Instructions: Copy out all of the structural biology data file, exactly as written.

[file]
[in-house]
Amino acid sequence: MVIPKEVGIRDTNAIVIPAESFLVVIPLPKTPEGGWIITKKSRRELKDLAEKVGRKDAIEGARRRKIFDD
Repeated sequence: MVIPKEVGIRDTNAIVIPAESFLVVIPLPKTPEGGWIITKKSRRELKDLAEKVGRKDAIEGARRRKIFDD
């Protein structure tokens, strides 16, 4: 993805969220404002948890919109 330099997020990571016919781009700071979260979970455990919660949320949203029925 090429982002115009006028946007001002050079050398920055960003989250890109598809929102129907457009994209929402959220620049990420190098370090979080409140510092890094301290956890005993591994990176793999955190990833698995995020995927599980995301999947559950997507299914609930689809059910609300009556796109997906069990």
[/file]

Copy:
[in-house]
Amino acid sequence: MVIPKEVGIRDTNAIVIPAESFLVVIPLPKTPEGGWIITKKSRRELKDLAEKVGRKDAIEGARRRKIFDD
Repeated sequence: MVIPKEVGIRDTNAIVIPAESFLVVIPLPKTPEGGWIITKKSRRELKDLAEKVGRKDAIEGARRRKIFDD
């Protein structure tokens, strides 16, 4: 993805969220404002948890919109 330099997020990571016919781009700071979260979970455990919660949320949203029925 090429982002115009006028946007001002050079050398920055960003989250890109598809929102129907457009994209929402959220620049990420190098370090979080409140510092890094301290956890005993591994990176793999955190990833698995995020995927599980995301999947559950997507299914609930689809059910609300009556796109997906069990």